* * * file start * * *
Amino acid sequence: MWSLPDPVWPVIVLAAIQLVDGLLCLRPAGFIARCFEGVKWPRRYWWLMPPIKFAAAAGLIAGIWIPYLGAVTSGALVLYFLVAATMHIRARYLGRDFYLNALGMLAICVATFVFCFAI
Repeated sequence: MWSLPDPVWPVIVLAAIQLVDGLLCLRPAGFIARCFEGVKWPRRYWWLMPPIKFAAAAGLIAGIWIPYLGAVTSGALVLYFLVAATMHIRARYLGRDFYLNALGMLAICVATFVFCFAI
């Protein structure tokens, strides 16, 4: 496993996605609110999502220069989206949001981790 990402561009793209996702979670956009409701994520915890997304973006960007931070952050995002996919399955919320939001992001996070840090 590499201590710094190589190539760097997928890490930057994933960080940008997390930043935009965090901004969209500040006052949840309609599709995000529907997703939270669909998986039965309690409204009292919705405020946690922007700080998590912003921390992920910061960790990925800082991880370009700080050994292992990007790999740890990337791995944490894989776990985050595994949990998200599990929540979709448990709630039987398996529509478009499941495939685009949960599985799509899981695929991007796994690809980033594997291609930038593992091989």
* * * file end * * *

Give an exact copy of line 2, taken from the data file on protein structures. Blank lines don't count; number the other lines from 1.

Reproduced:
Repeated sequence: MWSLPDPVWPVIVLAAIQLVDGLLCLRPAGFIARCFEGVKWPRRYWWLMPPIKFAAAAGLIAGIWIPYLGAVTSGALVLYFLVAATMHIRARYLGRDFYLNALGMLAICVATFVFCFAI